Adipose tissue inflammation is associated with obesity comorbidities. Reducing such inflammation may ameliorate these comorbidities. n-3 fatty acids have been reported to have anti-inflammatory properties in obesity, which may modulate this inflammatory state. In the current study a 1 gram per day oral supplement of the n-3 fatty acid docosahexaenoic acid (DHA) was administered for 12 weeks to 10 grade 1-2 obese postmenopausal women and markers of adipose tissue and systemic inflammation measured and compared before and after supplementation. DHA administration resulted in approximately a doubling of plasma and red cell phospholipid and adipose tissue DHA content but no change in systemic markers of inflammation, such as circulating C-reactive protein (CRP) or interleukins (IL) 6, 8 and 10 (IL-6, IL-8, IL-10). DHA supplementation did not alter the adipose tissue marker of inflammation crown-like structure density nor did it affect any gene expression pathways, including anti-inflammatory, hypoxic and lipid metabolism pathways. The obese postmenopausal women studied were otherwise healthy, which leads us to suggest that in such women DHA supplementation is not an effective means for reducing adipose tissue or systemic inflammation. Further testing is warranted to determine if n-3 fatty acids may ameliorate inflammation in other, perhaps less healthy, populations of obese individuals.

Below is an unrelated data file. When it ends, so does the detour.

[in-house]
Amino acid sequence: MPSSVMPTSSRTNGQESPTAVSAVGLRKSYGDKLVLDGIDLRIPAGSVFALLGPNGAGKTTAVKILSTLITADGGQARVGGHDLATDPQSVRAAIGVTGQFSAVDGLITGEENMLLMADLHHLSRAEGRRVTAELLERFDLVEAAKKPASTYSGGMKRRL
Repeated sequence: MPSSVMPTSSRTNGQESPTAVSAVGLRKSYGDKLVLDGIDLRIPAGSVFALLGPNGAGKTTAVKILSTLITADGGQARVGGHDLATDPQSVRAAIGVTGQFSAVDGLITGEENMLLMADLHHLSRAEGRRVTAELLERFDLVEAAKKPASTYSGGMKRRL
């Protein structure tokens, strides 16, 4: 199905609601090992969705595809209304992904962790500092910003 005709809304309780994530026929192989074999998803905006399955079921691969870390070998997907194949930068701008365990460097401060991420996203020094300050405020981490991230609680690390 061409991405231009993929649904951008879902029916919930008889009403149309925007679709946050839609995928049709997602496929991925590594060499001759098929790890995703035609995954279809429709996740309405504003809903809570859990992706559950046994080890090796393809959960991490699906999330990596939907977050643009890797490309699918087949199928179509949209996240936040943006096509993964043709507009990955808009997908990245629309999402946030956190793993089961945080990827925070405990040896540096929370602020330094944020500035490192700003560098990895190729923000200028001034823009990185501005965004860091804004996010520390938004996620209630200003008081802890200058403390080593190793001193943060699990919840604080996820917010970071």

Keywords: adipose tissue crown-like structures; adipose tissue gene expression; adipose tissue inflammation; healthy obesity; n-3 fatty acids.